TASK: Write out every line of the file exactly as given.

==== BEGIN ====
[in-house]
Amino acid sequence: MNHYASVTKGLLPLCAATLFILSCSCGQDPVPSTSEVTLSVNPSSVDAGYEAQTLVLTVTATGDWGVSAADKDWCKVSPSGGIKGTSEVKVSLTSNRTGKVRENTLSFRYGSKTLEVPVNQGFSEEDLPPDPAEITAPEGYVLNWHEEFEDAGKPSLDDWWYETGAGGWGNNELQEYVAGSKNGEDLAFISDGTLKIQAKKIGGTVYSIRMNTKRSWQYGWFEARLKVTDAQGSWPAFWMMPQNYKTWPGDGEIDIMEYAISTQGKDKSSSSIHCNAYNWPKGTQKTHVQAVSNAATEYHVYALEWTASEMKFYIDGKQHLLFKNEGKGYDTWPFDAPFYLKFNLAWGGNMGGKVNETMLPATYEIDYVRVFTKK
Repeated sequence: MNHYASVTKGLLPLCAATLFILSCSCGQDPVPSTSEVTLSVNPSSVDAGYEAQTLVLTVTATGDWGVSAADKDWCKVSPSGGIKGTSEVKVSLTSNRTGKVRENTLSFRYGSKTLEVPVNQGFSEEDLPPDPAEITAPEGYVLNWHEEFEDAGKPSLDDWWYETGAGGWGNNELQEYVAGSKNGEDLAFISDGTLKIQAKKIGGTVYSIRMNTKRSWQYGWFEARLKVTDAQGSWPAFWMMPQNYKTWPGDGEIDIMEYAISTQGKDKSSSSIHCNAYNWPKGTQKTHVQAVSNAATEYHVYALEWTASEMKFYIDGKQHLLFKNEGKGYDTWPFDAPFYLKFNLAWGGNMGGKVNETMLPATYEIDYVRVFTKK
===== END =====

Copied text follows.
[in-house]
Amino acid sequence: MNHYASVTKGLLPLCAATLFILSCSCGQDPVPSTSEVTLSVNPSSVDAGYEAQTLVLTVTATGDWGVSAADKDWCKVSPSGGIKGTSEVKVSLTSNRTGKVRENTLSFRYGSKTLEVPVNQGFSEEDLPPDPAEITAPEGYVLNWHEEFEDAGKPSLDDWWYETGAGGWGNNELQEYVAGSKNGEDLAFISDGTLKIQAKKIGGTVYSIRMNTKRSWQYGWFEARLKVTDAQGSWPAFWMMPQNYKTWPGDGEIDIMEYAISTQGKDKSSSSIHCNAYNWPKGTQKTHVQAVSNAATEYHVYALEWTASEMKFYIDGKQHLLFKNEGKGYDTWPFDAPFYLKFNLAWGGNMGGKVNETMLPATYEIDYVRVFTKK
Repeated sequence: MNHYASVTKGLLPLCAATLFILSCSCGQDPVPSTSEVTLSVNPSSVDAGYEAQTLVLTVTATGDWGVSAADKDWCKVSPSGGIKGTSEVKVSLTSNRTGKVRENTLSFRYGSKTLEVPVNQGFSEEDLPPDPAEITAPEGYVLNWHEEFEDAGKPSLDDWWYETGAGGWGNNELQEYVAGSKNGEDLAFISDGTLKIQAKKIGGTVYSIRMNTKRSWQYGWFEARLKVTDAQGSWPAFWMMPQNYKTWPGDGEIDIMEYAISTQGKDKSSSSIHCNAYNWPKGTQKTHVQAVSNAATEYHVYALEWTASEMKFYIDGKQHLLFKNEGKGYDTWPFDAPFYLKFNLAWGGNMGGKVNETMLPATYEIDYVRVFTKK